Dissolution of a Partnership

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Dissolving a business partnership is always complex, more so if the partners are in dispute. We guide you through the process and how to preserve value.

We mainly support professional service partnerships, e.g. solicitors, vets, architects, accountants and surveyors but can assist with any type of business partnership termination. We are often instructed on a neutral basis to advise on the best legal and tax solutions for all the business owners.

In situations where the partners are not on good terms or where an individual partner wants their won legal advice, we are experienced in finding the best practical solutions that avoid expensive litigation.

How to dissolve a partnership

There are 5 main ways to dissolve a partnership legally :

1. By agreement

Most partnership agreements will include clauses and procedures for the partnership to be dissolved. The partners must comply with the agreement.

Often there is a clause in the partnership agreement requiring less than a 100% vote to dissolve the partnership.  If there isn’t such a clause, then all partners, unanimously, at the same time,  must agree to dissolve the partnership.

This means the partnership cannot be dissolved by agreement, if partners previously agreed but subsequently change their mind.

2. Dissolution by notice

If the partnership is a partnership “at will”, any partner can dissolve the partnership “by notice”.

However, it takes very little for a partnership not to be “at will”. The relevant law is complex. Ways to establish the partnership is not “at will” include:

  • Any indication the remaining partners intended to continue the partnership if one partner leaves;
  • A written partnership agreement;
  • The partnership is an LLP;

Note, the concept of termination “at will” does not exist with companies.  Instead, shareholders vote to wind up the business.

3. By expiration

If the partnership was created for a particular project, or fixed period, the partnership is dissolved when appropriate.

For  limited companies, the concept of expiration does not exist. The shareholders vote to have Companies House strike off the register of members. LLPs have a similar process.

4. Death or bankruptcy

Partnerships automatically dissolve if any partner dies or becomes bankrupt, unless otherwise agreed. Thus partnerships should have a written partnership agreement, with provisions that permit the partnership to continue.

If there isn’t a written partnership agreement, and the remaining partners had intended the partnership to continue, the Partnership Act is cumbersome.

If the business trades as a Ltd company or an LLP,  then the death or bankruptcy of a member does not cause the business to automatically dissolve.

5. By the court

Dissolution by the court is likely to be contentious, otherwise the partnership would dissolve by agreement. The court can dissolve a partnership on several grounds, including that dissolution is just and equitable, because e.g.:

  • The partnership comprises only 2 partners, who have fallen out;
  • The business can only be carried on at a loss;
  • A partner is:
    • Incapable of carrying on the business;
    • Guilty of conduct that detrimentally affects the carrying on of the business;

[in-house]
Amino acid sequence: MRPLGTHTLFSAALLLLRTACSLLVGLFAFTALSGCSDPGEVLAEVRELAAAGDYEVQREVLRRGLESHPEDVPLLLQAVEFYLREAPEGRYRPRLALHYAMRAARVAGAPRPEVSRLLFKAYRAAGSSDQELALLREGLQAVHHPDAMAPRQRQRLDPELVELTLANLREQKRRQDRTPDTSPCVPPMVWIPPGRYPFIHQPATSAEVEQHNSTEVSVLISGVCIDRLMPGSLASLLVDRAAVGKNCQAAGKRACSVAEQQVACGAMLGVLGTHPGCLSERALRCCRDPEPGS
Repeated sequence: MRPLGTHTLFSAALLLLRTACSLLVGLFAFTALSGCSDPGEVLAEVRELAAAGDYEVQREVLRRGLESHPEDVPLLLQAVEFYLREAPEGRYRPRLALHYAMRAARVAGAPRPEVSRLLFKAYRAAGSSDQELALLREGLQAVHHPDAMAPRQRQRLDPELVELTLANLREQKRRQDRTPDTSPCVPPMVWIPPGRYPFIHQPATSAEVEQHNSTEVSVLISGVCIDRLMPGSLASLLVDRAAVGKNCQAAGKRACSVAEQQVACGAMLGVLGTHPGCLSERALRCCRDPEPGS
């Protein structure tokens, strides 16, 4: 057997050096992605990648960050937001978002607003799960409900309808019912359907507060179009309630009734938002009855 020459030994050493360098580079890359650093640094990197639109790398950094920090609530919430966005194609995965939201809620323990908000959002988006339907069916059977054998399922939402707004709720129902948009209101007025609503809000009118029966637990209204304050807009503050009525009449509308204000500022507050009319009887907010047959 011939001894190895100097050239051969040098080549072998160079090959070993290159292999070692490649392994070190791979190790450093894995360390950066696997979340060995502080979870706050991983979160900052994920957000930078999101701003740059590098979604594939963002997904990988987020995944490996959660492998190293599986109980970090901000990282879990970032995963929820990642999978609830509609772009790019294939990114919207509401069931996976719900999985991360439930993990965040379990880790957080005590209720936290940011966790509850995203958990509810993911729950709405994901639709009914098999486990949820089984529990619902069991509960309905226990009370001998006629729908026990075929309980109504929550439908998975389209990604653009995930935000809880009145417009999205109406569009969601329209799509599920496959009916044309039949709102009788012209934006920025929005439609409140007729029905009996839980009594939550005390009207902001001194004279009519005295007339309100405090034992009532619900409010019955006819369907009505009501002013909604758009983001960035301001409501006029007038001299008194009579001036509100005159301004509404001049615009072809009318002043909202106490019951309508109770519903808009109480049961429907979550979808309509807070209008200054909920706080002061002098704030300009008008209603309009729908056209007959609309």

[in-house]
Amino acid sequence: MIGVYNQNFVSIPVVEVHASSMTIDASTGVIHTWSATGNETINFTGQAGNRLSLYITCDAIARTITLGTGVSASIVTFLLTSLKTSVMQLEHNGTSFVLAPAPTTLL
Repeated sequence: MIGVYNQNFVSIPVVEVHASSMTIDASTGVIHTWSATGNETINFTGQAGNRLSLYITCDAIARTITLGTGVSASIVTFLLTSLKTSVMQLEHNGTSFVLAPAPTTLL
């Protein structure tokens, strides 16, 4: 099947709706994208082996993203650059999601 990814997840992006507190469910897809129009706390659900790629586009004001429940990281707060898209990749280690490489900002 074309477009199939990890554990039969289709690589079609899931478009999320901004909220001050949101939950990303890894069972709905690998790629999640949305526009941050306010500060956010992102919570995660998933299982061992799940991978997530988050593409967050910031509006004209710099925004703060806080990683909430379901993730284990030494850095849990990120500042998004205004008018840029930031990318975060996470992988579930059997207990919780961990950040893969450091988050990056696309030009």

• Is willfully or persistently in breach of the partnership agreement;
    • Behaves in such a way that it is not reasonably practical for the other partners to be in business with him.

Partnership dissolution negotiations

Negotiating to dissolve a partnership is often the best way. Often the business relationship has broken down. Perhaps one or more partners intends to ask a court to dissolve the partnership.  If all partners recognise the breakdown, agree an orderly dissolution, then all partners are more likely to:

  • Save time and money;
  • Preserve the business;
  • Maintain their relationships;
  • Negotiate an agreement that is more flexible than a court imposed solution.

We find mediation often reconciles differences, at significantly lower cost.

Partnership dissolution agreement

There are many issues to resolve. Thus there is scope for negotiation, and solutions that deliver greater value than going to court.

If a partnership is insolvent, then an insolvency practitioner must be appointed.  The final dissolution agreement usually covers:

A dissolution agreement usually covers:

  • Liability for any debts;
  • Which partner(s) take over the:
    • Business name,
    • Existing clients,
    • Work in progress;
  • Intellectual property: if valuable, establish intellectual property ownership to
    • Avoid subsequent infringement claims;
  • Broken contracts,
    • Partners may be personally liable if business contracts are broken;
  • Distribute assets, e.g stock, customer lists and contact details;
  • Final partnership accounts, including;
    • Final tax payments, which are often complex;
  • Management of the partnership’s records:
    • How stored,
    • Compliance with statutory and professional obligations;
  • Continuing professional indemnity insurance e.g. run-off insurance.

Removing a partner from the business

It is often difficult to remove a partner. Often in a partnership that comprises at least 3 partners, some partners may want to expel a partner. This is possible, if the partnership agreement gives the group this power.

Otherwise, it is not possible, even for a court, to expel a partner and have the partnership continue. The partners must either:

  • Negotiate the partner’s departure;
  • Dissolve the partnership, and form a new partnership;
  • Convert to an LLP or Ltd company, where:
    • Automatic dissolution procedures do not apply.

plied the law.